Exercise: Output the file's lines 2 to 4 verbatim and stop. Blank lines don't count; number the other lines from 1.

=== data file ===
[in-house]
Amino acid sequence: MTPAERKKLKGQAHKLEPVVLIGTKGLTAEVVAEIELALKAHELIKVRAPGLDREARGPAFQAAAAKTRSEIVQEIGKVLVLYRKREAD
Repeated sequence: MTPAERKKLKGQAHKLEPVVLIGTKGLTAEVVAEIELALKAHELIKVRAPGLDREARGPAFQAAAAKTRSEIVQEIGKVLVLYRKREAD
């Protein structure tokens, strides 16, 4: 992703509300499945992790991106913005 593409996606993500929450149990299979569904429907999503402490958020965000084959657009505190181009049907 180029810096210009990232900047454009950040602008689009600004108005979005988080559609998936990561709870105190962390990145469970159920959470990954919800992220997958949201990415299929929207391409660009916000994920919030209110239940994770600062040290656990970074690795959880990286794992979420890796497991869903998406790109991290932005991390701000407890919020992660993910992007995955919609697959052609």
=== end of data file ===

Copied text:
Amino acid sequence: MTPAERKKLKGQAHKLEPVVLIGTKGLTAEVVAEIELALKAHELIKVRAPGLDREARGPAFQAAAAKTRSEIVQEIGKVLVLYRKREAD
Repeated sequence: MTPAERKKLKGQAHKLEPVVLIGTKGLTAEVVAEIELALKAHELIKVRAPGLDREARGPAFQAAAAKTRSEIVQEIGKVLVLYRKREAD
């Protein structure tokens, strides 16, 4: 992703509300499945992790991106913005 593409996606993500929450149990299979569904429907999503402490958020965000084959657009505190181009049907 180029810096210009990232900047454009950040602008689009600004108005979005988080559609998936990561709870105190962390990145469970159920959470990954919800992220997958949201990415299929929207391409660009916000994920919030209110239940994770600062040290656990970074690795959880990286794992979420890796497991869903998406790109991290932005991390701000407890919020992660993910992007995955919609697959052609």